Fred D'aguiar

Bethany Bettany
  • Bethany Bettany

  • A Caribbean country on the verge of collapse. A small town called Boundary. A rambling house inhabited by three generations of the Abrahams family. And a little girl who is trying to make sense of it all.

    Bethany Bettany is five years old when her father dies and her mother leaves her to fend for herself in the Abrahams household. The place simmers with resentment: her uncles and aunts think her mother killed her father; her grandmother refuses to leave her room. Bethany is the scapegoat for it all.

    In Bethany, D'Aguiar has created both a loveable character and a symbol for the search of a nation to make itself whole. If Boundary is Guyana, then Bethany Bettany - a girl torn between two names - is the spirit of its people poised for flight.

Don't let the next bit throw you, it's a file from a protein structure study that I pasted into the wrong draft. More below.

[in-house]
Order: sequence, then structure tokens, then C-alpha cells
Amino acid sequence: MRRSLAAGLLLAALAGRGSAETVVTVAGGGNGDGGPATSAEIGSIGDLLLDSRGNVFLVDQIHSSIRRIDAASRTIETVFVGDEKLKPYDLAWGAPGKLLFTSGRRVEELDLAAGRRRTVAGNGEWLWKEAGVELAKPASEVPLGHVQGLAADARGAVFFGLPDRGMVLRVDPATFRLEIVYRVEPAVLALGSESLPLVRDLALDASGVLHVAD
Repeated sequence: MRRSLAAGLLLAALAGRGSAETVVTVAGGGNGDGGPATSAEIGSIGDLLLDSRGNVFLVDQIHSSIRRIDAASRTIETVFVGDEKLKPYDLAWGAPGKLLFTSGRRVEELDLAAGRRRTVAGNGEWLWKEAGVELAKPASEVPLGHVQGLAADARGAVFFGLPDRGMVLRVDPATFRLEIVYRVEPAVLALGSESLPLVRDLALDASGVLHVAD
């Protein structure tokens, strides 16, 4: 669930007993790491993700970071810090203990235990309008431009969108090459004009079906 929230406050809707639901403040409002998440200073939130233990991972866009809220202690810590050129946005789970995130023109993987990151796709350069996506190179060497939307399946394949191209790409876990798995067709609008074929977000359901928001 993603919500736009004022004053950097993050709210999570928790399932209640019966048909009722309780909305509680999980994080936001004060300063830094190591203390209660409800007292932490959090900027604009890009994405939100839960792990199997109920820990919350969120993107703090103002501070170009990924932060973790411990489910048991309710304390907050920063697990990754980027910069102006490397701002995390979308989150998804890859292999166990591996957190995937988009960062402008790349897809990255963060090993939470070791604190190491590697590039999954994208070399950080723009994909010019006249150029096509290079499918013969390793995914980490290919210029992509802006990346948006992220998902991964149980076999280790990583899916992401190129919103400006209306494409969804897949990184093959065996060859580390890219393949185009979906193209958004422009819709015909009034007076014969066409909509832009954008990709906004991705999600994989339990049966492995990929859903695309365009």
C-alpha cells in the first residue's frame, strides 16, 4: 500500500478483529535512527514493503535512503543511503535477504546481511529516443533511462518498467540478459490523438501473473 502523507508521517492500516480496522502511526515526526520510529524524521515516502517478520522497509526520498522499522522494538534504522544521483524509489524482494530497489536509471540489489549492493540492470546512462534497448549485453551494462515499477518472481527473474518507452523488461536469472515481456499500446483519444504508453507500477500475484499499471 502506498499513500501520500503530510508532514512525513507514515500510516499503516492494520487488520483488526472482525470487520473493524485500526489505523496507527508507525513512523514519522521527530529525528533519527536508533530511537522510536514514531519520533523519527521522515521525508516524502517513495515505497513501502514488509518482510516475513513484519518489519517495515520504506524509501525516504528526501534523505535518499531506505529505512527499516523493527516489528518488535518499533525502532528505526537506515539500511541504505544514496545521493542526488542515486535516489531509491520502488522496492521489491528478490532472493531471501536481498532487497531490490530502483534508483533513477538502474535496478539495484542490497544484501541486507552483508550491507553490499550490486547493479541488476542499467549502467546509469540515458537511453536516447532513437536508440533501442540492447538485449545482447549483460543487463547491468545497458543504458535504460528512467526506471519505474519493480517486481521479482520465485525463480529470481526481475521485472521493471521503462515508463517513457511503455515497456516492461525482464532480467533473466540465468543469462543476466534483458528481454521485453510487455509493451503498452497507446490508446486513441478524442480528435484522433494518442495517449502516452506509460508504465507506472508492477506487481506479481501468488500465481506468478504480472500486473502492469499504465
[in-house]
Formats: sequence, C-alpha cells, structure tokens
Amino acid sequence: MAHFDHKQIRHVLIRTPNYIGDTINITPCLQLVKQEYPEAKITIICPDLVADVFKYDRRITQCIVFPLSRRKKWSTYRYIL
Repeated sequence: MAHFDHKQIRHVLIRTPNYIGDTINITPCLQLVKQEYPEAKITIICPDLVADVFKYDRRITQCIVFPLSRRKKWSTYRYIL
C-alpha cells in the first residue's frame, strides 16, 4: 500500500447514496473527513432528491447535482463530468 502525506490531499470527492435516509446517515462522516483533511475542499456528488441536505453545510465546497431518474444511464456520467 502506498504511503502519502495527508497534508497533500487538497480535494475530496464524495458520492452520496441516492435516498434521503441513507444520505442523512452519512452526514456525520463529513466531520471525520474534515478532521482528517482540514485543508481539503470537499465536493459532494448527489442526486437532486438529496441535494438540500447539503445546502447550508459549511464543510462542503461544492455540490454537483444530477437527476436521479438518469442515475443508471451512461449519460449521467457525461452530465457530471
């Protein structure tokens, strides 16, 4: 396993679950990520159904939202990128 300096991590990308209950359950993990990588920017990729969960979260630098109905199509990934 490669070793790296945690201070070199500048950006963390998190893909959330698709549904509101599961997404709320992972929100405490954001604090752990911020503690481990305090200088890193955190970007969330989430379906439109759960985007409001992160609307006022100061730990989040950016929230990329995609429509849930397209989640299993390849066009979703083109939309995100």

Fred D'Aguiar was born in Guyana in 1960 and was raised in South-east London and Guyana. He has held several writing residences, including Northern Arts Literary Fellow, and now divides his time between London and Florida, where he teaches English at the University of Miami. He has been awarded the TS Eliot Prize for poetry, the Guyanese National Poetry Award and the Malcolm X prize for poetry. He also won the 1994 Whitbread First Novel Award and the David Higham Award for The Longest Memory.

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